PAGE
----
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Part or all of this page has been imported from the 1913 edition of Webster’s Dictionary, which is now free of copyright and hence in the public domain. The imported definitions may be significantly out of date, and any more recent senses may be completely missing.
From Anglo-Norman resoun (Old French raison) < [[w:Template:lang:la language|Template:lang:la]][[Category:Template:lang:la derivations]] rationem, an accusative of ratio < reri, pp. of ratus (“‘think’”)
- A thought or a consideration offered in support of a determination or an opinion; a just ground for a conclusion or an action; that which is offered or accepted as an explanation; the efficient cause of an occurrence or a phenomenon; a motive for an action or a determination; proof, more or less decisive, for an opinion or a conclusion; principle; efficient cause; final cause; ground of argument.
- He had no reason to do that.
- The faculty of capacity of the human mind by which it is distinguished from the intelligence of the inferior animals; the higher as distinguished from the lower cognitive faculties, sense, imagination, and memory, and in contrast to the feelings and desires. Reason comprises conception, judgment, reasoning, and the intuitional faculty. Specifically, it is the intuitional faculty, or the faculty of first truths, as distinguished from the understanding, which is called the discursive or ratiocinative faculty.
- Mankind should develop reason above all other virtues.
- Due exercise of the reasoning faculty; accordance with, or that which is accordant with and ratified by, the mind rightly exercised; right intellectual judgment; clear and fair deductions from true principles; that which is dictated or supported by the common sense of mankind; right conduct; right; propriety; justice.
- I was promised, on a time, To have reason for my rhyme. —Spenser
- (Template loop detected: Template:context 1) ratio; proportion.
Third person singular
- (intransitive) To exercise the rational faculty; to deduce inferences from premises; to perform the process of deduction or of induction; to ratiocinate; to reach conclusions by a systematic comparison of facts.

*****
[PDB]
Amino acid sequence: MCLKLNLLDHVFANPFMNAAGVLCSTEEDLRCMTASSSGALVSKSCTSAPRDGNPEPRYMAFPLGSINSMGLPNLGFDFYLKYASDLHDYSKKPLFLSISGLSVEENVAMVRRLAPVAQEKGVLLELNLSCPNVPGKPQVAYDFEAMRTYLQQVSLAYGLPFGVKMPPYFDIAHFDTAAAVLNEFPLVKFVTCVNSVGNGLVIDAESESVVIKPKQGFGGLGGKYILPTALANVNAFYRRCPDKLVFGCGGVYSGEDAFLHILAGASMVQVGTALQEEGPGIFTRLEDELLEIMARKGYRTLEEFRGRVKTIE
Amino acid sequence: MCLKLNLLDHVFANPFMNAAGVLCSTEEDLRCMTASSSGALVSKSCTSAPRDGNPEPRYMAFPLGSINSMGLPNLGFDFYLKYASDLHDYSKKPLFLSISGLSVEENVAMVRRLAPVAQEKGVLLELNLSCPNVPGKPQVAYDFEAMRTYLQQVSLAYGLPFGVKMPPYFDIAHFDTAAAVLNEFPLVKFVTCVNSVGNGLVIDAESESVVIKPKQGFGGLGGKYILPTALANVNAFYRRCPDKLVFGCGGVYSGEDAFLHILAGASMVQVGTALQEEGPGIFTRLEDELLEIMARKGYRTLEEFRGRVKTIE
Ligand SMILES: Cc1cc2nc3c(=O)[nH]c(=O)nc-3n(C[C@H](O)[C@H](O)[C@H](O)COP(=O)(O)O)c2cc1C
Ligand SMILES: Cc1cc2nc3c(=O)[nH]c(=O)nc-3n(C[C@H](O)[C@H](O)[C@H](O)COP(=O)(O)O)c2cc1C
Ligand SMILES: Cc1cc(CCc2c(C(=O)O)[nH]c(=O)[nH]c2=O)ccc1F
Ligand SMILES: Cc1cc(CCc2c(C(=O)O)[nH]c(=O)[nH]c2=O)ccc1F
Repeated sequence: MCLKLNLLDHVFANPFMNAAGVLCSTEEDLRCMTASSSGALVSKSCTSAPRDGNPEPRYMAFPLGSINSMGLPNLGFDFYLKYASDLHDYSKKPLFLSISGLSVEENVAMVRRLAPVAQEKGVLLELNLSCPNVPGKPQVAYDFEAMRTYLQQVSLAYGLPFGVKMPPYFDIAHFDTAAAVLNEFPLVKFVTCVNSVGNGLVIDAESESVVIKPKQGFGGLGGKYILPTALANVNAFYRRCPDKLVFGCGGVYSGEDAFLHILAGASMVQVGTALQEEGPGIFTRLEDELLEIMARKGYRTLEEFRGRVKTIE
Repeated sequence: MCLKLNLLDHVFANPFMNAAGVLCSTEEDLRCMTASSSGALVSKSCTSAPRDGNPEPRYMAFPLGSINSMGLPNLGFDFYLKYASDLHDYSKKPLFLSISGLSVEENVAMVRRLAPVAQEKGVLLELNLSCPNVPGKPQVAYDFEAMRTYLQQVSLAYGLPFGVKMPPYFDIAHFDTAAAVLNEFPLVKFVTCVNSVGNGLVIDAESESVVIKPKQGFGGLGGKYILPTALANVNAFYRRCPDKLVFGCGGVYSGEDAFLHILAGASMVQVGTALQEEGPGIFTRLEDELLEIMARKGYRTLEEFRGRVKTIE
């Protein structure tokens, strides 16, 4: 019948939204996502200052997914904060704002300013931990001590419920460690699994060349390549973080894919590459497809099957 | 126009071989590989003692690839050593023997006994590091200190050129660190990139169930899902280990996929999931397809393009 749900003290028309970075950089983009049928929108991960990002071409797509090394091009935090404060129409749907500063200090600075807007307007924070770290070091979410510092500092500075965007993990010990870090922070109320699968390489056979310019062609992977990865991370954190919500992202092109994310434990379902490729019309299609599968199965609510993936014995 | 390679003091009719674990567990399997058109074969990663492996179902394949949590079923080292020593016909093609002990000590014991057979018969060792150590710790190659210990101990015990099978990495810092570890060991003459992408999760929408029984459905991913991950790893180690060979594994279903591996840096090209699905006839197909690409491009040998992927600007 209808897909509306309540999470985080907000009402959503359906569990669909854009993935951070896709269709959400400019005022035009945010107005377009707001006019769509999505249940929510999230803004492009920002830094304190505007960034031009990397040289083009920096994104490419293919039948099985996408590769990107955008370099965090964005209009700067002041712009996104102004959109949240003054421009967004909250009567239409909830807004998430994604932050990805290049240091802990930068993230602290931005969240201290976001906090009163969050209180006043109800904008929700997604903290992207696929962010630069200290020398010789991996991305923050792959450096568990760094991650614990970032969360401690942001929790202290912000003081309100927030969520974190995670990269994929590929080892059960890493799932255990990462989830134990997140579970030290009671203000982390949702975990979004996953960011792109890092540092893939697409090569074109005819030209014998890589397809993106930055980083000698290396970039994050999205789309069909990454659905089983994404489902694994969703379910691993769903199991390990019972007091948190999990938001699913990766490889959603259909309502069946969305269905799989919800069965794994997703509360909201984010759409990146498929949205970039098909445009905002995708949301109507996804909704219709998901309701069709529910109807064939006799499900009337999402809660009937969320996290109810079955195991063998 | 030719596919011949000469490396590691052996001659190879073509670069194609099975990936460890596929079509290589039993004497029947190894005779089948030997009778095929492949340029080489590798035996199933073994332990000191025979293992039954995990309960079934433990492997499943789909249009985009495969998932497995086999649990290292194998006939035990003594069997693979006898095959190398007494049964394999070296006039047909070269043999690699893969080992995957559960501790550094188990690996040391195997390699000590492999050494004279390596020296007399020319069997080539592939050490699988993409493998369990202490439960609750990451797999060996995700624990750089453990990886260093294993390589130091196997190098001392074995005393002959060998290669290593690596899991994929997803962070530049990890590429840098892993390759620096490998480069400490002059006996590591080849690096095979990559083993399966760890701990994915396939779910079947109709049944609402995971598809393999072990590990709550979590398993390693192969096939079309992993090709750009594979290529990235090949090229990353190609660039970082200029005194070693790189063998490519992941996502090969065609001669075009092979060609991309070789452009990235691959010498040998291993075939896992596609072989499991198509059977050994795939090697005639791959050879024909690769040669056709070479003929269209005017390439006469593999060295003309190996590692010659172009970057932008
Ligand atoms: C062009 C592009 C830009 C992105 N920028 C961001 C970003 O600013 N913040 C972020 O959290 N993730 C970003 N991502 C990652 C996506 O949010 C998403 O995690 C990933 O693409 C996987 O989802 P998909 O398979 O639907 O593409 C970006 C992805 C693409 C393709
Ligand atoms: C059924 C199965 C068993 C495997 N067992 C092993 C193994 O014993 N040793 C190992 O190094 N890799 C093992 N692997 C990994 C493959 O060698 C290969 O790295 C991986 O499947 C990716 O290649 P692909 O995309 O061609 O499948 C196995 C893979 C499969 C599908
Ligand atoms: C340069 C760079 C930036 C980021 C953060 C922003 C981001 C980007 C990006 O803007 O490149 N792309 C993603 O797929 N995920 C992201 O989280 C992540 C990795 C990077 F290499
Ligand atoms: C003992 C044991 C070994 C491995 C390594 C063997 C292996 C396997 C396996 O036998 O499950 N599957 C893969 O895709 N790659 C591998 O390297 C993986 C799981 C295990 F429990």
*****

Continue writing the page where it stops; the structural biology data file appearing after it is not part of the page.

- (intransitive) Hence: To carry on a process of deduction or of induction, in order to convince or to confute; to formulate and set forth propositions and the inferences from them; to argue.
- (intransitive) To converse; to compare opinions.
- (transitive) To arrange and present the reasons for or against; to examine or discuss by arguments; to debate or discuss.
- I reasoned the matter with my friend.
- (transitive, Template loop detected: Template:context 1) To support with reasons, as a request.
- (transitive) To persuade by reasoning or argument.
- to reason one into a belief; to reason one out of his plan
- (transitive) To overcome or conquer by adducing reasons; — with down.
- to reason down a passion
- (transitive) To find by logical process; to explain or justify by reason or argument; — usually with out.
- to reason out the causes of the librations of the moon
- The translations below need to be checked and inserted above into the appropriate translation tables, removing any numbers. Numbers do not necessarily match those in definitions. See instructions at Help:How to check translations.
- “reason” in Webster’s Revised Unabridged Dictionary, G. & C. Merriam, 1913.
- "reason" at The Century Dictionary, The Century Co., New York, 1911.
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